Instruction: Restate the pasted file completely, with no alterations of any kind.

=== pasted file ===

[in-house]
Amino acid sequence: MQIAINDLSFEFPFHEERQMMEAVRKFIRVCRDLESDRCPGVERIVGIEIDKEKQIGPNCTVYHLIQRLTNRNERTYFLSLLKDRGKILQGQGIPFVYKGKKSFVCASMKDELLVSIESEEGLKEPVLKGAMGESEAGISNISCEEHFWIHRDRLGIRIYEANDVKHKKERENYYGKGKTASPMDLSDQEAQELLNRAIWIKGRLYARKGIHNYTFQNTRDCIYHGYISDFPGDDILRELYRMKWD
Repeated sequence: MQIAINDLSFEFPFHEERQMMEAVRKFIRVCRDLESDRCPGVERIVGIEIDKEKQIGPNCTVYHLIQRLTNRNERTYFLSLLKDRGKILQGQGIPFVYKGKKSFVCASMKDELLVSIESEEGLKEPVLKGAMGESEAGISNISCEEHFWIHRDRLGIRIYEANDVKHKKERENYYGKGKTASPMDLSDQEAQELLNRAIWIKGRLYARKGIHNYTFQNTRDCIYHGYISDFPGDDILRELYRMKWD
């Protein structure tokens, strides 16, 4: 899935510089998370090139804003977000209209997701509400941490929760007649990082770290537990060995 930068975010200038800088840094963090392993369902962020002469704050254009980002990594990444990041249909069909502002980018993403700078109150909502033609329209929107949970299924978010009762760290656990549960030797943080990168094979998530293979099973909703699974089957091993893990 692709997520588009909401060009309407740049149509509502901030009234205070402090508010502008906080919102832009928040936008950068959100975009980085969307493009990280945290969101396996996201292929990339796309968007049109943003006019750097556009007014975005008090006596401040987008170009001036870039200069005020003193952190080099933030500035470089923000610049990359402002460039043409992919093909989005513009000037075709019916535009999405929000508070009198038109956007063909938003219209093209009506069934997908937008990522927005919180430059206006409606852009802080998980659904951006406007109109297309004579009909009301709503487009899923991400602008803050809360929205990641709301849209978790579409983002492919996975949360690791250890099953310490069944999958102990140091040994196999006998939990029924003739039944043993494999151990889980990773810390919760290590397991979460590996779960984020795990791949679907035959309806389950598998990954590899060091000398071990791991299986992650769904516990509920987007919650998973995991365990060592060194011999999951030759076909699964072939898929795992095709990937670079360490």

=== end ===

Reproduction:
[in-house]
Amino acid sequence: MQIAINDLSFEFPFHEERQMMEAVRKFIRVCRDLESDRCPGVERIVGIEIDKEKQIGPNCTVYHLIQRLTNRNERTYFLSLLKDRGKILQGQGIPFVYKGKKSFVCASMKDELLVSIESEEGLKEPVLKGAMGESEAGISNISCEEHFWIHRDRLGIRIYEANDVKHKKERENYYGKGKTASPMDLSDQEAQELLNRAIWIKGRLYARKGIHNYTFQNTRDCIYHGYISDFPGDDILRELYRMKWD
Repeated sequence: MQIAINDLSFEFPFHEERQMMEAVRKFIRVCRDLESDRCPGVERIVGIEIDKEKQIGPNCTVYHLIQRLTNRNERTYFLSLLKDRGKILQGQGIPFVYKGKKSFVCASMKDELLVSIESEEGLKEPVLKGAMGESEAGISNISCEEHFWIHRDRLGIRIYEANDVKHKKERENYYGKGKTASPMDLSDQEAQELLNRAIWIKGRLYARKGIHNYTFQNTRDCIYHGYISDFPGDDILRELYRMKWD
């Protein structure tokens, strides 16, 4: 899935510089998370090139804003977000209209997701509400941490929760007649990082770290537990060995 930068975010200038800088840094963090392993369902962020002469704050254009980002990594990444990041249909069909502002980018993403700078109150909502033609329209929107949970299924978010009762760290656990549960030797943080990168094979998530293979099973909703699974089957091993893990 692709997520588009909401060009309407740049149509509502901030009234205070402090508010502008906080919102832009928040936008950068959100975009980085969307493009990280945290969101396996996201292929990339796309968007049109943003006019750097556009007014975005008090006596401040987008170009001036870039200069005020003193952190080099933030500035470089923000610049990359402002460039043409992919093909989005513009000037075709019916535009999405929000508070009198038109956007063909938003219209093209009506069934997908937008990522927005919180430059206006409606852009802080998980659904951006406007109109297309004579009909009301709503487009899923991400602008803050809360929205990641709301849209978790579409983002492919996975949360690791250890099953310490069944999958102990140091040994196999006998939990029924003739039944043993494999151990889980990773810390919760290590397991979460590996779960984020795990791949679907035959309806389950598998990954590899060091000398071990791991299986992650769904516990509920987007919650998973995991365990060592060194011999999951030759076909699964072939898929795992095709990937670079360490």